Kay got him out into the community and convinced him that he had gifts as a listener. Now, Sihota, a licensed social worker, runs his own business, Peer Coach, and lives on his own in an apartment, unthinkable years ago when he was hospitalized three times.

Another NAMI instructor, Frank Baron is a U.S. Navy veteran who has been hospitalized seven times in psychiatric wards.

I have written on a number of occasions about the need for better mental health care for our veterans and take it as a victory for all of us that the Department of Veterans Affairs, which has been criticized by the U.S. 9th Circuit Court of Appeals for its "unchecked incompetence," announced recently that it will hire an additional 1,600 mental-health clinicians.

However, Baron has nothing but good things to say about the VA. It was at the VA that he was properly diagnosed with schizophrenia after receiving an earlier diagnosis of bipolar disorder, which he calls a "Cadillac" diagnosis, since so many celebrities have embraced it.

He counts himself as "very lucky" to have received the correct diagnosis at the VA hospital in West L.A. because the clinicians there got him on the proper regimen of medication. He takes clozapine, which he says "turned my life around." It has helped keep him out of a psychiatric ward for 17 years.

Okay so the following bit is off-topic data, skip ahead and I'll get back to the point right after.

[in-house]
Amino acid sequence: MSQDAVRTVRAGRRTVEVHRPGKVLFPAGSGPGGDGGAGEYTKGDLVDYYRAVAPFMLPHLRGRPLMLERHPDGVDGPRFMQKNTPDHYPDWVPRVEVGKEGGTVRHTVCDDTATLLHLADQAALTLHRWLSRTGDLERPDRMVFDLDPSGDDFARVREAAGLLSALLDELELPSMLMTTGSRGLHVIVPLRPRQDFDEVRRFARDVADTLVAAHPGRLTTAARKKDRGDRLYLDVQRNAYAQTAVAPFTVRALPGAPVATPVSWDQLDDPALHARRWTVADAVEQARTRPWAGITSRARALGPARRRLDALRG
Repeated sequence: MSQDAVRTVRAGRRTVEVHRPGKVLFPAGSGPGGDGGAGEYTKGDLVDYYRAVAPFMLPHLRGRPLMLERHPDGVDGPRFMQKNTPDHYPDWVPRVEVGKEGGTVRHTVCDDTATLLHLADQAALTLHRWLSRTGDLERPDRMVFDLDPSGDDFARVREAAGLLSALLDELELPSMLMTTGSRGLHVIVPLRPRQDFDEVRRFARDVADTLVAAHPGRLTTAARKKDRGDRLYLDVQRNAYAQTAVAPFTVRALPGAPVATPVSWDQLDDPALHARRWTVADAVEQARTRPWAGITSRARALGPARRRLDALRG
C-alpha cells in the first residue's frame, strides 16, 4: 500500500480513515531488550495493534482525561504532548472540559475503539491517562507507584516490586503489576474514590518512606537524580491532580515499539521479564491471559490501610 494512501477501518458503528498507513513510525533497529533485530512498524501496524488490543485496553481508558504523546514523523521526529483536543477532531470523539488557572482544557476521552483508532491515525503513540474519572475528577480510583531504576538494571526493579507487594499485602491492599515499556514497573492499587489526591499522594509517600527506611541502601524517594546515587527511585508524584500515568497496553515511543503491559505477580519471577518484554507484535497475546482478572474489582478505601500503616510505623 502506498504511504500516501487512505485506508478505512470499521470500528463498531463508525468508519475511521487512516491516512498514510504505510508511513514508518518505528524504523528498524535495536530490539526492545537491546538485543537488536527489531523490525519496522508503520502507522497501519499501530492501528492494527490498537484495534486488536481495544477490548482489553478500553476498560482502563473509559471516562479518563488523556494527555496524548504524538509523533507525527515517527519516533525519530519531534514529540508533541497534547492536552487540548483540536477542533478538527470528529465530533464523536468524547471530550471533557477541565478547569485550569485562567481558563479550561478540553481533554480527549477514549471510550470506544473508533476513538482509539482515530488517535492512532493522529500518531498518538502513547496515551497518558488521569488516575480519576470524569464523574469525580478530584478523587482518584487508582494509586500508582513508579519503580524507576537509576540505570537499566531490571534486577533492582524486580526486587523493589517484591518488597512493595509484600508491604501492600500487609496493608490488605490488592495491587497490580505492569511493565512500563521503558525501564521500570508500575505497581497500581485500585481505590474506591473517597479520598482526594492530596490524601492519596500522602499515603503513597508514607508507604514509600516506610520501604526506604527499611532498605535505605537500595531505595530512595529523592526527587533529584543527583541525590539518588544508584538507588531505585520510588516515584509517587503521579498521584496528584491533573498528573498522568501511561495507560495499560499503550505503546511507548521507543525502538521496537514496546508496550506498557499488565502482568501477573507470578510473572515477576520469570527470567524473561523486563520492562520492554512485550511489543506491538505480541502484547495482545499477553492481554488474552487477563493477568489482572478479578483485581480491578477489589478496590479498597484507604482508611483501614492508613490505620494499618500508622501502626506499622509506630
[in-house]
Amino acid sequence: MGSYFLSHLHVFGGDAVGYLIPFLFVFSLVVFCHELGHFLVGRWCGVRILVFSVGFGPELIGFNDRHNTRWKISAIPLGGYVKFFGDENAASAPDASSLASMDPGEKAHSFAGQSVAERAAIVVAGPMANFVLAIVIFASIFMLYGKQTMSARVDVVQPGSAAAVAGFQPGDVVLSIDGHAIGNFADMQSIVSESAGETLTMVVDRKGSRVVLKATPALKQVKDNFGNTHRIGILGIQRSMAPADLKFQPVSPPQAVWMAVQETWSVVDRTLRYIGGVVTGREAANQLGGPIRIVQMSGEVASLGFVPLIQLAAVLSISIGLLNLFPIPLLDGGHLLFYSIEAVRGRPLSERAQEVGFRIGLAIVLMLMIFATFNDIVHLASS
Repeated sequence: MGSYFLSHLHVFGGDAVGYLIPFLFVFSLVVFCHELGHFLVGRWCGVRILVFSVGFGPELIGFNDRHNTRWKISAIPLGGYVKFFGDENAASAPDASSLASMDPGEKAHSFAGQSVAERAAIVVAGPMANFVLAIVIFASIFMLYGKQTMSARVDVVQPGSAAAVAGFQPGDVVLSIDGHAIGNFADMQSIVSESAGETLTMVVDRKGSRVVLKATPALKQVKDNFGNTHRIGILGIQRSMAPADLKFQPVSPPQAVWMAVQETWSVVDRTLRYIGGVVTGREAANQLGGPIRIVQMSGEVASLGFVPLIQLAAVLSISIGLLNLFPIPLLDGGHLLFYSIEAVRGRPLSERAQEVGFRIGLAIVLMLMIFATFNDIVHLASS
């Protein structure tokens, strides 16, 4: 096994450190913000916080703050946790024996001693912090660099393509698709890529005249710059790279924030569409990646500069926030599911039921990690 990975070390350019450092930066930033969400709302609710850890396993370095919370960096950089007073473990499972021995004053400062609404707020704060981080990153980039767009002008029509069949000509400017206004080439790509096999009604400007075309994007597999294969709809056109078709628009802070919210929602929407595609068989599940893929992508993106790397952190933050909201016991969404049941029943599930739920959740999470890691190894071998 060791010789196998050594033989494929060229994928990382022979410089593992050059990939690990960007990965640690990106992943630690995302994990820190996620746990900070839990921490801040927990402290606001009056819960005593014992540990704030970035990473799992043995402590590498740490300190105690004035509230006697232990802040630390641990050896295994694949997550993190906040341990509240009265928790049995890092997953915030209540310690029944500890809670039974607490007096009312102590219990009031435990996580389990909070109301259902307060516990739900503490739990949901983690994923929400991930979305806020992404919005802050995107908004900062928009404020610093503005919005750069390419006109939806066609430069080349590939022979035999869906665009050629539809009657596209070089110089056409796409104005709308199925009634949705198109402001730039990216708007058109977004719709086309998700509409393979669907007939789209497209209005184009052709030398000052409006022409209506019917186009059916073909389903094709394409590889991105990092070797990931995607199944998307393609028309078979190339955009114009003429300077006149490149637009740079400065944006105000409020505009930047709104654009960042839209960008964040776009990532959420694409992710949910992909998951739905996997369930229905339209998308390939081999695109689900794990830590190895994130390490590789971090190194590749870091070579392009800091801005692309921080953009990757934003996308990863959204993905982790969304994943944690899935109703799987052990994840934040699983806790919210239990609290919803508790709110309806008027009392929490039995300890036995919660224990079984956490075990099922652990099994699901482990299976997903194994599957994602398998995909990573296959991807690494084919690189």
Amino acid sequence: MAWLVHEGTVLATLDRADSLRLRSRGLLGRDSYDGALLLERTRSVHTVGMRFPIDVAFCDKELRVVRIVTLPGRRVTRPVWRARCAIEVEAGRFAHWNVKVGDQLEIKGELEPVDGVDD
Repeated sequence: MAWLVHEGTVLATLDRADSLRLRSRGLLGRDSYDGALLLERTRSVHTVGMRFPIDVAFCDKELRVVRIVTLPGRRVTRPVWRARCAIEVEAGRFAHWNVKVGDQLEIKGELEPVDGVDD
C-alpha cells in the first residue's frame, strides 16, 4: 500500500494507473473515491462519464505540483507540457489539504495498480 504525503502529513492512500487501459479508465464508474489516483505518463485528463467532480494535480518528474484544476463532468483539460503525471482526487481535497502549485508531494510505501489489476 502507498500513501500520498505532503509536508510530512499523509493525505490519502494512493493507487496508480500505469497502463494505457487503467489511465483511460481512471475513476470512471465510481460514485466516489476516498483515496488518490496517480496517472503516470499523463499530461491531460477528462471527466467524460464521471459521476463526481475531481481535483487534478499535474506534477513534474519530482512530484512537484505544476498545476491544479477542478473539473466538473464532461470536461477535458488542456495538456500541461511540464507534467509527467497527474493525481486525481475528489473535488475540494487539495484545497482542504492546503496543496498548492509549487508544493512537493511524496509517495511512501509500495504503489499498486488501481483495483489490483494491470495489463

As effective as clozapine has been for him, it is a high-maintenance medication. To monitor all of his vital signs and organs, Baron must take a blood test once a month. He also sees a therapist once a week, which helps him to remain stable.

One of the few consumers on the L.A. County Mental Health Commission, an honor bestowed on him by L.A. County Supervisor Zev Yaroslavsky, Baron not only teaches the Peer to Peer class for NAMI, he also takes care of his 86-year-old mother and lives on his own in an apartment.

Both Sihota and Baron have gained some weight from their meds, but they are among the many highly functional psychiatric patients who lead productive lives, lives that have been enhanced by therapy, work, sense of purpose and medication.